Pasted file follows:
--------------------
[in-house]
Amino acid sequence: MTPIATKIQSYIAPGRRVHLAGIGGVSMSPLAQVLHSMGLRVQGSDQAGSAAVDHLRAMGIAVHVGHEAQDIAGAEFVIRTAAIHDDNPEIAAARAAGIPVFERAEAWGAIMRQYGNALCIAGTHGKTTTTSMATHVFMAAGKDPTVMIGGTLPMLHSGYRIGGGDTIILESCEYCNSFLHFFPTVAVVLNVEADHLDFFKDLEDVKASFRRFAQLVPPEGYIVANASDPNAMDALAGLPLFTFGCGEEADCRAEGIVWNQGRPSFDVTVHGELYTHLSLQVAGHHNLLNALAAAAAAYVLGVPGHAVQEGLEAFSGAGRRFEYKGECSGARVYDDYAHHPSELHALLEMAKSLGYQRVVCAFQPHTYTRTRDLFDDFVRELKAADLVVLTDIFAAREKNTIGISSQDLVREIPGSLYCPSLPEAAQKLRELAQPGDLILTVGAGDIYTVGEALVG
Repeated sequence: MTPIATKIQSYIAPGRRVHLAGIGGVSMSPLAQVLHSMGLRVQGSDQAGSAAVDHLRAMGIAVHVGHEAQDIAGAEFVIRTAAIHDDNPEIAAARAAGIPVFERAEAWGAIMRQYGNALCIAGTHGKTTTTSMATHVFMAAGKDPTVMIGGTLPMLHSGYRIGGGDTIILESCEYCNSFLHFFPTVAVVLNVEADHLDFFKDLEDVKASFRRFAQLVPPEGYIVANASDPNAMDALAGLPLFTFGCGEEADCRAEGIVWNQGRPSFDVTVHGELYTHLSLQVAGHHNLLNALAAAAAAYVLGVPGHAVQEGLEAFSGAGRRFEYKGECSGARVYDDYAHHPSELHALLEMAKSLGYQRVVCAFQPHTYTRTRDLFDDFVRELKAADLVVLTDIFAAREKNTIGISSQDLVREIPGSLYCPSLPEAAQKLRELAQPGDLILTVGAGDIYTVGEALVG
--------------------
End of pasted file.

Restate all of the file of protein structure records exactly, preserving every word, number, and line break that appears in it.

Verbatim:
[in-house]
Amino acid sequence: MTPIATKIQSYIAPGRRVHLAGIGGVSMSPLAQVLHSMGLRVQGSDQAGSAAVDHLRAMGIAVHVGHEAQDIAGAEFVIRTAAIHDDNPEIAAARAAGIPVFERAEAWGAIMRQYGNALCIAGTHGKTTTTSMATHVFMAAGKDPTVMIGGTLPMLHSGYRIGGGDTIILESCEYCNSFLHFFPTVAVVLNVEADHLDFFKDLEDVKASFRRFAQLVPPEGYIVANASDPNAMDALAGLPLFTFGCGEEADCRAEGIVWNQGRPSFDVTVHGELYTHLSLQVAGHHNLLNALAAAAAAYVLGVPGHAVQEGLEAFSGAGRRFEYKGECSGARVYDDYAHHPSELHALLEMAKSLGYQRVVCAFQPHTYTRTRDLFDDFVRELKAADLVVLTDIFAAREKNTIGISSQDLVREIPGSLYCPSLPEAAQKLRELAQPGDLILTVGAGDIYTVGEALVG
Repeated sequence: MTPIATKIQSYIAPGRRVHLAGIGGVSMSPLAQVLHSMGLRVQGSDQAGSAAVDHLRAMGIAVHVGHEAQDIAGAEFVIRTAAIHDDNPEIAAARAAGIPVFERAEAWGAIMRQYGNALCIAGTHGKTTTTSMATHVFMAAGKDPTVMIGGTLPMLHSGYRIGGGDTIILESCEYCNSFLHFFPTVAVVLNVEADHLDFFKDLEDVKASFRRFAQLVPPEGYIVANASDPNAMDALAGLPLFTFGCGEEADCRAEGIVWNQGRPSFDVTVHGELYTHLSLQVAGHHNLLNALAAAAAAYVLGVPGHAVQEGLEAFSGAGRRFEYKGECSGARVYDDYAHHPSELHALLEMAKSLGYQRVVCAFQPHTYTRTRDLFDDFVRELKAADLVVLTDIFAAREKNTIGISSQDLVREIPGSLYCPSLPEAAQKLRELAQPGDLILTVGAGDIYTVGEALVG